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Celebrity Chef Nigella Lawson Pronounces The Word 'Microwave' So Oddly That Everyone's Obsessed

Rodrigo Varela/Getty Images for SOBEWFF®; @amystimsonxx/Twitter

It may have taken nearly seven years, but at long last a mispronunciation has finally broken enough brains to be on a par with John Travolta calling Broadway legend Idina Menzel "Adele Dazeem" during a live broadcast of the Oscars to billions of people.

Who is the new holder of this most auspicious of titles?

None other than celebrity chef Nigella Lawson, whose pronunciation of "microwave" is so wonderfully weird that people on Twitter are fully obsessed.

The unique interpretation of the word came during a recent segment of Lawson's BBC show Cook, Eat, Repeat.

The moment was part of a special episode of Lawson's show for the upcoming Christmas holiday that aired Monday evening.

It all starts off normally enough—Lawson is making a big pot of one of everyone's favorite winter staples, mashed potatoes, talking her viewers through her process, as TV chefs do.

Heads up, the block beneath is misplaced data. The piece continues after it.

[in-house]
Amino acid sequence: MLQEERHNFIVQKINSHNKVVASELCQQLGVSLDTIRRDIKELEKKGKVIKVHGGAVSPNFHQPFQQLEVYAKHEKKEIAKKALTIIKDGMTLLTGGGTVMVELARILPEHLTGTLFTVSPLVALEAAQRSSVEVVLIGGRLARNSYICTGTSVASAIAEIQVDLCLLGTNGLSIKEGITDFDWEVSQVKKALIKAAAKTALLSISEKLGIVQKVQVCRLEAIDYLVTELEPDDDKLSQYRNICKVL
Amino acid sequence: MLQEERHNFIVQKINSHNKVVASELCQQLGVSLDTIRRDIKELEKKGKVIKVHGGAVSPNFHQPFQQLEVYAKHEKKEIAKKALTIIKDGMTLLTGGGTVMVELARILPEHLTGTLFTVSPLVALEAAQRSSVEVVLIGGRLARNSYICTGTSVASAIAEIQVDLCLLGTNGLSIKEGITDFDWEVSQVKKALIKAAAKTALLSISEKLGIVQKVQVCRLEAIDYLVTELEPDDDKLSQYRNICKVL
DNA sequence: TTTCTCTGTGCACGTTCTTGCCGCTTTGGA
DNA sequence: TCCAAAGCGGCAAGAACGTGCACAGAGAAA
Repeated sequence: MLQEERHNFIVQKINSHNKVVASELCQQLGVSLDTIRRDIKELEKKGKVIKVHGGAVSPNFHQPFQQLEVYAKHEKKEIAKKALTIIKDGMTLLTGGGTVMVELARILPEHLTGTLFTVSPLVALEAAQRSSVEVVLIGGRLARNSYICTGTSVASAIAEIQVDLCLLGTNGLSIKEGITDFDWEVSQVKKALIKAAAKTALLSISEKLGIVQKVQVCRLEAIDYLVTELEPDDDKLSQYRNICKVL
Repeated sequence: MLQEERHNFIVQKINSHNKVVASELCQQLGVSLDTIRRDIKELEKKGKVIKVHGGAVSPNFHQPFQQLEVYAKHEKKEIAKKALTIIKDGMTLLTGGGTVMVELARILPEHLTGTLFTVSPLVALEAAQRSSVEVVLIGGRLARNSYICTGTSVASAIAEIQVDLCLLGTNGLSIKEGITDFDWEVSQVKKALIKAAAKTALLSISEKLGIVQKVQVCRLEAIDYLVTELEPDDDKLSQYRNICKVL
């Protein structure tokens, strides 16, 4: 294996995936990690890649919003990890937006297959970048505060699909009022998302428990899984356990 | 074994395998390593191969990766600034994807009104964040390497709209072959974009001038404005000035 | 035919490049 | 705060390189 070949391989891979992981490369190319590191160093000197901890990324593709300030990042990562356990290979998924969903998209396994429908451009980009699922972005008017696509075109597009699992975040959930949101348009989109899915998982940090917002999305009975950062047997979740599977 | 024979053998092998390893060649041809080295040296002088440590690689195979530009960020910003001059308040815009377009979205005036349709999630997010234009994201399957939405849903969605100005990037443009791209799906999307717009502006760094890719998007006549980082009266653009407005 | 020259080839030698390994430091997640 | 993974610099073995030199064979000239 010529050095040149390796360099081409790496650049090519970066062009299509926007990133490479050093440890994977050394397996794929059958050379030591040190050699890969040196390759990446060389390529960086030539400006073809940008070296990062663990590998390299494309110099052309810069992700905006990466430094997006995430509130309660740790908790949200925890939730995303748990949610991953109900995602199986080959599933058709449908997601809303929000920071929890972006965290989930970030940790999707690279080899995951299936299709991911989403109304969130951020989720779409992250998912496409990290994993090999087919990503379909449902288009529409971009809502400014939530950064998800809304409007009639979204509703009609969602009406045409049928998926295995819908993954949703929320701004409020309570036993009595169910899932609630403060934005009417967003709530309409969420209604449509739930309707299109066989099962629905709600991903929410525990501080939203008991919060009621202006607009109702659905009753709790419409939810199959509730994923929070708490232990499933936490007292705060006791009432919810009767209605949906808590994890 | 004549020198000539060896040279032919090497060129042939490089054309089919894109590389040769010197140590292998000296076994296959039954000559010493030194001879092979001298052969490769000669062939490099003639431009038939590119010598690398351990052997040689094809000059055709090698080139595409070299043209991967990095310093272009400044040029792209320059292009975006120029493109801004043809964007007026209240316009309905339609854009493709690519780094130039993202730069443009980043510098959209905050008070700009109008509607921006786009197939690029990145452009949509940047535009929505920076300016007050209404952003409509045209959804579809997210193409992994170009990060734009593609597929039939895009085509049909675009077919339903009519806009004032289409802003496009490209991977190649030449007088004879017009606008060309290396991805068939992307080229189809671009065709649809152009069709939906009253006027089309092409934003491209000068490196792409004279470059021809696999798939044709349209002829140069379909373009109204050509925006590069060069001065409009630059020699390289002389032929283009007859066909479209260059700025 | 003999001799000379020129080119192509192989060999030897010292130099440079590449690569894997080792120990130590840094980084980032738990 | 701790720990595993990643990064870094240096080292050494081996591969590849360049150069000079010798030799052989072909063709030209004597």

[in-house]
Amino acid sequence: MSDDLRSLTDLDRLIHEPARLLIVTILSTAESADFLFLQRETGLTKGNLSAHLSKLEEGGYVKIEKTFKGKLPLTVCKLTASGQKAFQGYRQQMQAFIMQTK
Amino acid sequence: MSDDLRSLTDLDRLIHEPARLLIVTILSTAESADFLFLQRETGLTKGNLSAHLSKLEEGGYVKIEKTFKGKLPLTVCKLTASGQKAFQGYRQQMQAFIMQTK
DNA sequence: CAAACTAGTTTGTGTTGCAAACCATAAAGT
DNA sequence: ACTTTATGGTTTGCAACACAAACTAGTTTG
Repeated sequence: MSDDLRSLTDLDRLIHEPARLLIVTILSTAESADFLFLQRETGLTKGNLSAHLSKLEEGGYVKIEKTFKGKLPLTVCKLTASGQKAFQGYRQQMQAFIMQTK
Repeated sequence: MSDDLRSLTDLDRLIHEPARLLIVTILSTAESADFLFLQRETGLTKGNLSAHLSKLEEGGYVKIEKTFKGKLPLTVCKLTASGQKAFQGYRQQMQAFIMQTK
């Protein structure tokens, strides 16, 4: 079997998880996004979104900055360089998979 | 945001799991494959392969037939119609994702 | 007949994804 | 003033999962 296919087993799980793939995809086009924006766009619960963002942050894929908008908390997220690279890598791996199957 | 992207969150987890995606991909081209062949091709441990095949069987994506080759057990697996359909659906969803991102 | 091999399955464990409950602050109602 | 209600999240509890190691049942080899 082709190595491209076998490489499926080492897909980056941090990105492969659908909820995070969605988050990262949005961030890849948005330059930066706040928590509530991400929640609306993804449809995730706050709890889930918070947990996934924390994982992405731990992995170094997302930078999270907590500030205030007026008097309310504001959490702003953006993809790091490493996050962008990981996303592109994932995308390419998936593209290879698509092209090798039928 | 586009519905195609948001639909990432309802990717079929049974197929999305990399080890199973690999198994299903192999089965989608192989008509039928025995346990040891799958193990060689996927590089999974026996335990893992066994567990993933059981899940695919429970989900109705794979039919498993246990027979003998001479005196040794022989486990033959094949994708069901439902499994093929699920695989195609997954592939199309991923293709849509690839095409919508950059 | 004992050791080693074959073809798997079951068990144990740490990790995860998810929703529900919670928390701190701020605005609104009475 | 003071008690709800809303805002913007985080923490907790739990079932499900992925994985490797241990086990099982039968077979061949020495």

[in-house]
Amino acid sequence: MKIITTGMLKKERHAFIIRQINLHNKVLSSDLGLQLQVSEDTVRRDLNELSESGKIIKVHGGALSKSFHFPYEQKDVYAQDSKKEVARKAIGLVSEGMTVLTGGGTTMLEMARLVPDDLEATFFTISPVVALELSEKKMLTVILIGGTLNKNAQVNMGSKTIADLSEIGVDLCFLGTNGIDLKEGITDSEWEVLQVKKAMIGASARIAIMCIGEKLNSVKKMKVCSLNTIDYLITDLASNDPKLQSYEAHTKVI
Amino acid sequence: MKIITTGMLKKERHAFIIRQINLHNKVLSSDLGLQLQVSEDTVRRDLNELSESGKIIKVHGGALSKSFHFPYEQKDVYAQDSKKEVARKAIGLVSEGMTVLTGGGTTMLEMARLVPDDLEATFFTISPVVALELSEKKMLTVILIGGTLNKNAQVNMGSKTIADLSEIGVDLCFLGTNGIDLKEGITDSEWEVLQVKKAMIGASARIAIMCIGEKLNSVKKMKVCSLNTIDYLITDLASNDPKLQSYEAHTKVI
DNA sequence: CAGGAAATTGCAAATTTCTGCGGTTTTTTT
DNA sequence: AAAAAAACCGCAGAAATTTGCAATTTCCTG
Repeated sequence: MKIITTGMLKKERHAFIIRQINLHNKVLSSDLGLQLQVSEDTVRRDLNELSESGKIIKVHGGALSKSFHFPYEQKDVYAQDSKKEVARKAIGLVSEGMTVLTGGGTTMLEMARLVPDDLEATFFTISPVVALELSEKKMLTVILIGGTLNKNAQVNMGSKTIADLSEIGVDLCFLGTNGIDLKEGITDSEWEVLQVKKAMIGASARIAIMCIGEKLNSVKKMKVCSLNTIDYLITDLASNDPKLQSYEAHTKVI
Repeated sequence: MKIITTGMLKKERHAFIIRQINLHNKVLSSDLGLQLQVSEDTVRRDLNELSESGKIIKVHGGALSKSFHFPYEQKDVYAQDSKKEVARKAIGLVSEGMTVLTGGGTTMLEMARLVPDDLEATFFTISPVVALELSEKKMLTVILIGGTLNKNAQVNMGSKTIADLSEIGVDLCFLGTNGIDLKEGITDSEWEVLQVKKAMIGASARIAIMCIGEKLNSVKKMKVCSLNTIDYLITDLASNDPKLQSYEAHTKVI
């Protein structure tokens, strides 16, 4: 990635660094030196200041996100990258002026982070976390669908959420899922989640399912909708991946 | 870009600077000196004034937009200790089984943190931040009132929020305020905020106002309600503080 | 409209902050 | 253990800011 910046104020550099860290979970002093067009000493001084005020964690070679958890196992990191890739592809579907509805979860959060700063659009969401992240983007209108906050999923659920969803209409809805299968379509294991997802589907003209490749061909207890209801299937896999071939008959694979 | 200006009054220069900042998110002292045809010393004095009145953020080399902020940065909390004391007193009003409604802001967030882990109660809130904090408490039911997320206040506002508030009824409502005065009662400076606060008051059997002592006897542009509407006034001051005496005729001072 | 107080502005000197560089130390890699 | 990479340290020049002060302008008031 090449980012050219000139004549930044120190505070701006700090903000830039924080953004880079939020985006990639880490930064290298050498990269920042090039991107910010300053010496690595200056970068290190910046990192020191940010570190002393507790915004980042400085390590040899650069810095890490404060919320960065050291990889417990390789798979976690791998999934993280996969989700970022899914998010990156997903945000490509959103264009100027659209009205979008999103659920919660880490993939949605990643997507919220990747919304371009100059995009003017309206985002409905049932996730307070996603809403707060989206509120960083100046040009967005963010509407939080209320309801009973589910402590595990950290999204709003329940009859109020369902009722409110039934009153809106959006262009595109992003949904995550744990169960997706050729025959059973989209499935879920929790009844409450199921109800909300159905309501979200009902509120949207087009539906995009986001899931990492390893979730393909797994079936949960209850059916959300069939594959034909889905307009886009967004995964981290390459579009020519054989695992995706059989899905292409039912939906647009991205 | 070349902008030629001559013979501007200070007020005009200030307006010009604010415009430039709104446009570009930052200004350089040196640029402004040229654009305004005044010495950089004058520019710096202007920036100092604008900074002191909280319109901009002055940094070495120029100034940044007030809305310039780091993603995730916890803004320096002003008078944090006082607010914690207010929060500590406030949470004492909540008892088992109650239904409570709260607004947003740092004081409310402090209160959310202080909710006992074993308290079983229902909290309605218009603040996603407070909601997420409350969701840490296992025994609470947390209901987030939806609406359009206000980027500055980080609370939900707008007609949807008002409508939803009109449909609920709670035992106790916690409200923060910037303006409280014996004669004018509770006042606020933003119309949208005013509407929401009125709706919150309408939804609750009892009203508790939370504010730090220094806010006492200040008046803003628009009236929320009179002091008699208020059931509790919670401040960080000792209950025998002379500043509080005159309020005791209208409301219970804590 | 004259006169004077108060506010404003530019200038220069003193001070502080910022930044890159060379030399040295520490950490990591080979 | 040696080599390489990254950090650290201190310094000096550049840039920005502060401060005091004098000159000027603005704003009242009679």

But then it comes time to add some milk to the potatoes and things take an abrupt—and hilarious—turn as Lawson pronounces the word "microwave" as, say, an old-world Italian grandmother might:

"Now I'm aiming for quite a solid mash at this stage, but I still need a bit of milk—full fat, which I've warmed in the 'meekro-wah-vay'."

Never has a microwave had such flair, such style, such panache.

As many online remarked, "meekro-wah-vay" has a certain Latin feel to it, like something Roman statesman Cicero, famous for popularizing the idea of "bread and circuses"—panem et circenses—keeping the Roman citizens docile.

Perhaps the original quote was about "panem, circenses et meekrowahvé"? Or it could be Lawson's way of paying homage to one of her predecessors, ancient Roman cookbook author Marcus Gavius Apicius?

Perhaps she calls the refrigerator a "frigidarium" and a spatula a "spatulinus" too, just to keep the theme going.

Whatever its origin, Lawson's Latin-tinged "meekro-wah-vay" joke definitely hit Twitter on its collective nervus ulnaris (that's Latin for funny bone).

People could not get enough of this weird and wonderful moment.











Now lest you think—as many, many people on Twitter did—that Lawson just doesn't know how to pronounce microwave, take heart.

She confirmed it was absolutely a joke.

And even joined in on the meme-y fun that ensued.

And if that isn't reason enough to honor Lawson by never saying the word "microwave" correctly ever again, then what is‽‽